Cal Poly: California Polytechnic State University, San Luis Obispo
Team website: www.calpolysolardecathlon.org
California Polytechnic State University, San Luis Obispo, returned to the U.S. Department of Energy Solar Decathlon in 2015 with a house designed for coastal California. As such, INhouse addresses the majority of its heating, cooling, and lighting needs architecturally.
Its public and private "wings" are serviced by an active "core" that contains mechanical, electrical, plumbing, and monitoring systems. The private wing includes a master bedroom and a flexible library/office/second bedroom. The public wing contains entertainment and dining spaces that open to exterior areas and the views beyond.
Interactive. Intuitive. Integrated. This is Cal Poly's interpretation of net-zero. INhouse explores the connection between system and resident with the goal of making operation and management intuitive, energy-affordable, and waste-minimal. INhouse is a manifestation of Cal Poly's core directive: Learn by Doing.
- Through use of a folding window-wall, the public module blends into a generous outdoor area, doubling the public space.
- The walls and roof of the public and private modules are made of structural insulated panels (SIPs), which offer higher R-values and faster construction than traditional materials.
- The elongation of the house along the east-west axis takes advantage of passive solar design principles to harness and control southern solar exposure while minimizing overheating on the east and west sides.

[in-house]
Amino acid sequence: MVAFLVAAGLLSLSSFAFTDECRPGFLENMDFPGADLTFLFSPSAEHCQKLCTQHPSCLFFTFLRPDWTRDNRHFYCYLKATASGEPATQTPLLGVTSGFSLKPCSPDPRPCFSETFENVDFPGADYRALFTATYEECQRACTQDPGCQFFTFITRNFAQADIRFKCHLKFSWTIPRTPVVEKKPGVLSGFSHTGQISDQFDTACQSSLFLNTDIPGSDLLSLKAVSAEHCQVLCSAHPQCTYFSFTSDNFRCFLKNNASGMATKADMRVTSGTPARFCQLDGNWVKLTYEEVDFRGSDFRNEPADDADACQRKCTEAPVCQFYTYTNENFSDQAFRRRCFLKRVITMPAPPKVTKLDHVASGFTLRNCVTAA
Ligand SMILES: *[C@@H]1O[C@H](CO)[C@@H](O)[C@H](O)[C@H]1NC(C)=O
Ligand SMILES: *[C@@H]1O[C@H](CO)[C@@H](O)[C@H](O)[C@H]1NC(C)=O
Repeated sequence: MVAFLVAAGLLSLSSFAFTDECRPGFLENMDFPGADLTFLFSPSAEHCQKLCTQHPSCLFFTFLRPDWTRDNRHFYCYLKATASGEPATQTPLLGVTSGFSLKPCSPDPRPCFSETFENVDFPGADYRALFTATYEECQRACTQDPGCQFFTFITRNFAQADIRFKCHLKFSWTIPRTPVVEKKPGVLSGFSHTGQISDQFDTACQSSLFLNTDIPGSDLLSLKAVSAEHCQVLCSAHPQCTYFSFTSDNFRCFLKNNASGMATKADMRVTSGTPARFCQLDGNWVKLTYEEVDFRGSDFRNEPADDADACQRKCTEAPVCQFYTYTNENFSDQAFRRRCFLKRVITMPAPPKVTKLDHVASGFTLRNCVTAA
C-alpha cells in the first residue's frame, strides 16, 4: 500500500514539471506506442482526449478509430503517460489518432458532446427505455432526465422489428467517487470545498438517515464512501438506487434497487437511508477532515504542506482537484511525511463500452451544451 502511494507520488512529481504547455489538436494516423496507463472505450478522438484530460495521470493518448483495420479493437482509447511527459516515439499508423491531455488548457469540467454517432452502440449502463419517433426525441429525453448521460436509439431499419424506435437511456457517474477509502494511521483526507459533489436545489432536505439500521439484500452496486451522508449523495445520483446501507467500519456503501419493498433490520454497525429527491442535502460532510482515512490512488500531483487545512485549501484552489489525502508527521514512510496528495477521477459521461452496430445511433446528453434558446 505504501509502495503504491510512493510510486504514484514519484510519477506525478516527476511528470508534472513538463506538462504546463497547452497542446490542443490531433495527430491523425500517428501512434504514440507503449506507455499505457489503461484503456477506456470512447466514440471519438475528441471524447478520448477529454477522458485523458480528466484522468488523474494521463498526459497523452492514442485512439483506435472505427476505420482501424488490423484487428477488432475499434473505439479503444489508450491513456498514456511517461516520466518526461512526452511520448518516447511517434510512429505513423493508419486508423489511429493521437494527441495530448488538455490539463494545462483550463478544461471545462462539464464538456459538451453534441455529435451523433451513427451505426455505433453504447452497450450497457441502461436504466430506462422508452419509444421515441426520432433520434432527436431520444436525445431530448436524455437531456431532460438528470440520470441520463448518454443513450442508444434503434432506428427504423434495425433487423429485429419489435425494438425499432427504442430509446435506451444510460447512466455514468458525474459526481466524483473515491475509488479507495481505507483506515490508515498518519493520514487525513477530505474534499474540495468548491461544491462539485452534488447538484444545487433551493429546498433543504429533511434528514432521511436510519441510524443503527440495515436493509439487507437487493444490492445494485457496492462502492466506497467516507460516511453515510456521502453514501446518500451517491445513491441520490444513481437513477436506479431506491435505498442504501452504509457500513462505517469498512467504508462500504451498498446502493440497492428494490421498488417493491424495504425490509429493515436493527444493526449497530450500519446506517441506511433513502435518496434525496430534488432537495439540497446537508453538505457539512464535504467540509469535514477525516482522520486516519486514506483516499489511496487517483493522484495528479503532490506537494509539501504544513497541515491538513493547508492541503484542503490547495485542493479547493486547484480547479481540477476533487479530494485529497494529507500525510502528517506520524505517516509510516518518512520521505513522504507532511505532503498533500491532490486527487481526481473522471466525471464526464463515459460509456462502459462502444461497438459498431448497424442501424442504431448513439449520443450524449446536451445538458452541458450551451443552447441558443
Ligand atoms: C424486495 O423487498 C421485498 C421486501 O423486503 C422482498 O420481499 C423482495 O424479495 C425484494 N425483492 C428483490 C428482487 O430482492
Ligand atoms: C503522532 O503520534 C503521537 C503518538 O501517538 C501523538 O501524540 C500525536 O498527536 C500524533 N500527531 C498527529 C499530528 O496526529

- INhouse harnesses solar energy through conventional photovoltaic panels, solar thermal water collectors, and bifacial panels.
- A constructed wetlands system cleans and recycles all the greywater the house produces and directs it to be used for landscape irrigation.
- A standard air duct contains bio-based phase-change material, a non-food palm oil, that absorbs and releases heat to passively cool or heat the house and reduce the need for the HVAC system.
- A translucent roof of bifacial solar panels over the patio blends indoor and outdoor space by creating a shady extension of the living space.
- A central low-power server collects data from built-in temperature, humidity, power generation, and power use sensors and feeds it to a smart home app, which outlines data on the occupant's smartphone or tablet and makes it possible to apply data-mining techniques to reduce energy use.
- A simple control application enables the occupant to monitor, manage, and personalize the luminous and thermal environment.
INhouse is designed for a couple or an individual with a willingness to interact with and adapt to the net-zero philosophy—to learn by doing—in coastal California. Although Cal Poly could have designed a house that operates independent of its residents, it believes a "smart home" is of less value to society than a "smart resident."
After Solar Decathlon 2015, INhouse returned to the Cal Poly campus, where its performance will be monitored.
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